Andar being a bully, who is an insider, is a fun way to set up the story and make us feel for our main character. It allows for some nice turnarounds and interesting character twists with Andar as the story progresses. It’s a great way to set up conflict at the beginning.
MSG: The presence of Marion among the tribe is a really fascinating contribution to understanding how much these two groups of adversaries really differ. What drove her personality and place in the story for you?
GP: Marion is the daughter of one of these Crusaders — the main Crusader, in fact, who is in charge of everything. One thing that I wanted to do is include women in the story. Sometimes it’s easy in outdoor adventure stories to fail to do that, which I think is a big mistake.
When you include Marion, you also get to look at the whole culture of the Crusaders from another angle. As a woman — a girl really — she’s in this position of privilege in relation to these Native Americans who are being hunted down and rounded up. At the same time, as the story progresses you get to see how her position in her own community is not so great. I think that’s worth doing.
It’s something I tried to do with Planet Hulk at Marvel as well. Every community — with good guys or bad guys — has levels within it. I think that’s always important to show. There’s no such thing as a group of monolithic bad guys, unless you’re talking about Nazis, right? You can put as many Nazis on screen as you want and kill them all day long and nobody cares. But on a human level, people who do the worst things actually think they’re doing the right thing. And in other parts of their lives, they can be incredibly loving and kind. Because people are totally screwed up and crazy. That’s the nature of humanity. We do these insanely horrible things and at the same time do these incredibly generous things. Showing a community with a lot of variety is a way to get at some of these subtleties.
Marion allows us to do all of that. And she’s also just a fun character to write. I like her because she’s really spoiled and entitled. She acts snobbily and badly, but at the same time, she has something else going on. She has clearly studied and worked with the dinosaurs more than other people. She knows about their habits, and she has some interesting information to share. She’s also not a monolithic character. She has a few different levels.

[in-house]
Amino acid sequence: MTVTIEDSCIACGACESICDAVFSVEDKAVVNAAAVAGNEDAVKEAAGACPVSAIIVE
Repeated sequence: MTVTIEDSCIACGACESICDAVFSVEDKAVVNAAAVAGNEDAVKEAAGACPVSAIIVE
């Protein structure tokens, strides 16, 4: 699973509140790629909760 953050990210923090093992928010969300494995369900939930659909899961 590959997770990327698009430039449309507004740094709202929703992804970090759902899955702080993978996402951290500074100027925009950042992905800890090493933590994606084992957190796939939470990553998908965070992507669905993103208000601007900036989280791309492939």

MSG: The Gold Key line seems very disparate in genre, but the underlying sense is that it all maps together in some way. How much coordination are you doing with the other writers in the line and have you seeded any connections fans should be watching out for?
GP: The answer is yes, and that’s as much as I can say. (laughs)
MSG: Fair enough! Any teases you can share for upcoming issues of Turok Dinosaur Hunter?
GP: Yes! Takeshi Miyazawa is drawing the next arc. He’s one of my favorite people. He drew the Code Monkey Save World project for me, and was the co-creator of Amadeus Cho over at Marvel. Our next arc will have Turok heading west, looking for the place that his parents came from. He’s never been there and its time to see what’s going on. Dinosaurs are loose, and it’s a dangerous world. What complicates things further is the arrival of the daughter of Genghis Khan, who happens to be an advance scout, coming astride a pterodactyl!
Dynamite Entertainment has fleshed out its Gold Key line of books with Magnus Robot Fighter, Doctor Spektor, and Solar Man of the Atom, but you can still grab the latest issue of Turok Dinosaur Hunter at your local comic shop and online. Issue #5 is set to hit stores this June! Meanwhile, Greg Pak is also the ongoing writer on Batman/Superman and Action Comics for DC Comics.